Step One this week is to identify a client for whom you will act as a consultant. The client can be your own work group or company, a family business you are involved with, a business you worked for previously, a volunteer organization you work for or have worked with, or a public company. The client you choose should be a small group or organization in which you can influence change in your role as a consultant. Please do not select “the military” or “the U.S. government” or “Giant XYZ Corporation.” However you may choose a small entity, such as a work group, within any of the larger organizations. For example, if you are in the military, focus on your group. If you select a Giant XYZ Corporation, select the department. Directions: Submit a summary describing the client and your relationship to the client. The summary should be no more than a couple of paragraphs. This can be submitted in a word document or the body of a message via the messaging feature in the classroom. The summary will be included in part two of your paper. The purpose of submitting a summary is to confirm your client and identified problem fit the case study criteria. This is due by midnight on Thursday of Week 1. Please submit it as an attachment to a message sent via the Messaging feature in the classroom. This is ungraded but required in order to have your client approved.

Part 2. Identify the Problem

Step two is to identify a problem or issue that is impacting performance in the organization. With your knowledge of the client you have identified and the learning you have acquired to this point, identify a management problem you will investigate and for which you will provide recommended solutions. If you are working with a supervisor or manager, you may want to consult with them to complete this step. Read the material at the sites listed in the Week 1 Content Section to help guide you in identifying a management problem in your work environment. Complete a 2-4 page paper discussing the client and the management problem you will explore during this course.This course is designed to provide hands-on experience that utilizes the learning from previous courses. With your knowledge of the client you have identified and the learning you have acquired to this point, identify a management problem you will investigate and for which you will provide recommended solutions. If you are working with a supervisor or manager, you may want to consult with them to complete this step. Some questions you can explore to help you are:

• What are the goals of the company/division/work group?
• In considering the goals, where does progress halt?
• Is there data to substantiate this or is it a perception of the manager?
• Who is involved…the manager, the employees, stakeholders?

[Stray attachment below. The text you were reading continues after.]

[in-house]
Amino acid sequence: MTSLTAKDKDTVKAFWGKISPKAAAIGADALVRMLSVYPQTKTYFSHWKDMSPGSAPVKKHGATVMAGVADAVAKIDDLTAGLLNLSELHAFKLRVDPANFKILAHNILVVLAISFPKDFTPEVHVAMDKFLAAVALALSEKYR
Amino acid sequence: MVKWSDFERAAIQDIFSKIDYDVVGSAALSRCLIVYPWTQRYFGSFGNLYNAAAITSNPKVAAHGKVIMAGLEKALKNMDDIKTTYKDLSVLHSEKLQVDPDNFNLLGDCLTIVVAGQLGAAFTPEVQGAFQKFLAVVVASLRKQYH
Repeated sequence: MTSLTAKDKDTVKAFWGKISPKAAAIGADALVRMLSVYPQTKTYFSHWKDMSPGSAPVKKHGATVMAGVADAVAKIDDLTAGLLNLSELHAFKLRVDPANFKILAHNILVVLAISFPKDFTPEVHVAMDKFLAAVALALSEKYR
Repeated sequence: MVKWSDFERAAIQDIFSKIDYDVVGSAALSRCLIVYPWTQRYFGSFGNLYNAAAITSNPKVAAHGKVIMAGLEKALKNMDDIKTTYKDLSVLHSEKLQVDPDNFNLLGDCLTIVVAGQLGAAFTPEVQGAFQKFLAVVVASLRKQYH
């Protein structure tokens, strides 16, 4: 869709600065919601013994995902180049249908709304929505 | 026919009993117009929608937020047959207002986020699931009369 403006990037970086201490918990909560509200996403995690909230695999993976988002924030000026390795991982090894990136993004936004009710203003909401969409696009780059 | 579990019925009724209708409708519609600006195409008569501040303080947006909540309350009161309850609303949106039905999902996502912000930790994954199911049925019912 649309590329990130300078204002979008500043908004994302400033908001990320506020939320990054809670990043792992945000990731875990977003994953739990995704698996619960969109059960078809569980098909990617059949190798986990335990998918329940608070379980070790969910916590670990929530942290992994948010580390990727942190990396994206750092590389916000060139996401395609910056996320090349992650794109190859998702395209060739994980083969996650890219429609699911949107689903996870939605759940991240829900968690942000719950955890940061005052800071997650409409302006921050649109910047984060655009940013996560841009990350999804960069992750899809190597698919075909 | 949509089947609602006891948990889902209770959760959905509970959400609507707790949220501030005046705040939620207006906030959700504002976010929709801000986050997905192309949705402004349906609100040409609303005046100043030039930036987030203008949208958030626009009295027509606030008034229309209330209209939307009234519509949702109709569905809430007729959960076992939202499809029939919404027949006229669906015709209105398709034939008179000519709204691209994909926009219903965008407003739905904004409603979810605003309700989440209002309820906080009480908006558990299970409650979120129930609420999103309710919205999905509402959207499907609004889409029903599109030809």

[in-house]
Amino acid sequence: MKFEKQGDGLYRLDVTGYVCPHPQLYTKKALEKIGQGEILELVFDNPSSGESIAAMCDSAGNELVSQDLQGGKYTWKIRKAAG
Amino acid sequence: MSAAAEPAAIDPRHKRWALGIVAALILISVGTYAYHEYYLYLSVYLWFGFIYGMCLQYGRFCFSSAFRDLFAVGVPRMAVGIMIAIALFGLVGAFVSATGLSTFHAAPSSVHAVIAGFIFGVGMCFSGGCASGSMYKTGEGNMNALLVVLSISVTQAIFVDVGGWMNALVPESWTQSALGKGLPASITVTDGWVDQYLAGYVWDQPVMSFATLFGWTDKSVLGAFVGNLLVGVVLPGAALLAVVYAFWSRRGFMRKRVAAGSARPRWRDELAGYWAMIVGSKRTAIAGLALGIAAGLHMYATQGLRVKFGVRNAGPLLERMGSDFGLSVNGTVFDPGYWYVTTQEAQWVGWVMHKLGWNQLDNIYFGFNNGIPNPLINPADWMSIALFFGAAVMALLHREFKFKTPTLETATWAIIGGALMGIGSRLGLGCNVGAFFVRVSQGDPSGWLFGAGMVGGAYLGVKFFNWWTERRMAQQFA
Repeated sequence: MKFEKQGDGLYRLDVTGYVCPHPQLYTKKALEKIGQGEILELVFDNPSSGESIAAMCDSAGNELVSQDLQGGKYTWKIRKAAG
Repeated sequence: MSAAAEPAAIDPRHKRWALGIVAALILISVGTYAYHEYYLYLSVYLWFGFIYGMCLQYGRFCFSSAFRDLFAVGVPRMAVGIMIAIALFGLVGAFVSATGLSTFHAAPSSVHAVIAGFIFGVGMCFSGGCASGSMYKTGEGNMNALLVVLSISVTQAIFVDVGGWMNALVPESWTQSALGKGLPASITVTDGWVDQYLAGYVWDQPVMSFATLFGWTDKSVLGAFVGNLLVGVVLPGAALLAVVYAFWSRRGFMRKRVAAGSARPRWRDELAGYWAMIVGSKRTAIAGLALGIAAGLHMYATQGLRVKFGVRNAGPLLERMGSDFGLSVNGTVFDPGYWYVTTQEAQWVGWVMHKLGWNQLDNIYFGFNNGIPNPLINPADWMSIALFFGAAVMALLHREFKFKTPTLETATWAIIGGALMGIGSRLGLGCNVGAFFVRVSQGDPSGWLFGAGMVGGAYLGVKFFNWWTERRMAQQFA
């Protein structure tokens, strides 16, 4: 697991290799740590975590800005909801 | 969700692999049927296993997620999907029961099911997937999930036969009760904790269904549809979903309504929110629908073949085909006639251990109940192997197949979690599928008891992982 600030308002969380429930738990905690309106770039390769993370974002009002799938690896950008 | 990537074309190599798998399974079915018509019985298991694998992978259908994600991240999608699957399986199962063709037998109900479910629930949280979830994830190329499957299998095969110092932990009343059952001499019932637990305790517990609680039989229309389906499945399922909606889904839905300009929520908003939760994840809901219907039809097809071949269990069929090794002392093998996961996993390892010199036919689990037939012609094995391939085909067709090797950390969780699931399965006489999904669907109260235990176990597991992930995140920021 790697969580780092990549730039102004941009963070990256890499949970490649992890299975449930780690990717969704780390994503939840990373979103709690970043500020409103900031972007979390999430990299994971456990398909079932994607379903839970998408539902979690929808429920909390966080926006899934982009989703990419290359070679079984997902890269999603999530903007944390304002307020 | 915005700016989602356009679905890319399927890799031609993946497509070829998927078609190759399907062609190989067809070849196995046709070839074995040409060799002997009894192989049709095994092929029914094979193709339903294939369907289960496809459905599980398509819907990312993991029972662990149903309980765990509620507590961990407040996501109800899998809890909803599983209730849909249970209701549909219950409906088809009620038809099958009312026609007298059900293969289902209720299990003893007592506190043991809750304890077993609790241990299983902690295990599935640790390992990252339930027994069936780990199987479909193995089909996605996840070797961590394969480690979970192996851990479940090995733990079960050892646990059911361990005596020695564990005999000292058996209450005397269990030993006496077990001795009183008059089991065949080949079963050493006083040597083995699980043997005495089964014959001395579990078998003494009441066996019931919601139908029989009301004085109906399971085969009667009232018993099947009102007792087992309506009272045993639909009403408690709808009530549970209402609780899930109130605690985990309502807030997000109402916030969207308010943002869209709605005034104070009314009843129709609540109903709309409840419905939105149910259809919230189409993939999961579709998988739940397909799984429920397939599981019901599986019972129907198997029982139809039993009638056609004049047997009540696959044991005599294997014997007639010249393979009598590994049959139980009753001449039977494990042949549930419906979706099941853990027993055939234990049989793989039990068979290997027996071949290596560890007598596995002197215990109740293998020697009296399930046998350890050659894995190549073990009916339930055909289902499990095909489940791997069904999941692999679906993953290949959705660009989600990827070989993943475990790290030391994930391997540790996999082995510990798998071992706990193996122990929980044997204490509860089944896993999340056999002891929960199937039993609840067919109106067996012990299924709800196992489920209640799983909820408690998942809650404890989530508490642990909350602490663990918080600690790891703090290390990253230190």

• How long has this problem existed?
• What and how are expectations and requirements communicated?
• When expectations or key deadlines are missed, what happens?
• What factors contribute to the problem (politics, structure, decision-making factors)?j
• Are technical skills or training contributing to the problem?
• Are there ethical issues relating to the problem?
• If so, how have those issues been handled to date?

These questions do not all need to be answered nor is this list all inclusive; they are provided to help you get started and inspire your own questions to explore while completing this assignment.

As you think about this consider:

When relationships experience roadblocks of any sort we can say there is a problem in the relationship. This is true for both personal and professional relationships. When identifying and analyzing potential problems one would start first with symptoms of the problem. This is sometimes a difficult process as it can be easy to confuse symptoms with the problem. For instance, perhaps as a manager you are dealing with a lack of acceptable productivity with two of the ten people who work in your area of responsibility. Maybe one of those people is cranky and difficult to work with.

In this case the problem you need to solve as a manager is one of increasing productivity in your area to an acceptable level. Managers respond to this issue in many different ways depending upon their skill, ability, knowledge and maturity. Some managers may transfer some of the work from the two problem employees to some or all of the eight other employees. This solution will, in turn, produce additional symptoms that now are visible in the behavior and productivity level of the other eight employees in addition to the original two employees. You can see that this solution will only continue to affect productivity in a negative manner and never really solves the problem. This is why, during the problem identification stage, one ought to be certain they are looking at the problem and rather than trying to reduce or eliminate symptoms.

NOTE: Research is required for this an all of the papers in this class. You must have a minimum of two unique sources each week, neither of which can be Wikipedia.

Turn in: Two to four page paper in a word document, submitted to your Week 1 “Identify the Problem” Assignment folder in the classroom. This is due by midnight on Sunday of Week 1.

IMPORTANT! This class is based on the successful completion of each week’s work. Each week builds upon the previous week in order to complete a comprehensive project. No work in the current or future weeks will be accepted without successful completion of all previous weeks.

Government Contracting & Acquisition students should review pages 5-6 and pages20-23 of the Contract Management Body of Knowledge (CMBOK) Desktop Pocket Guide for additional guidance.,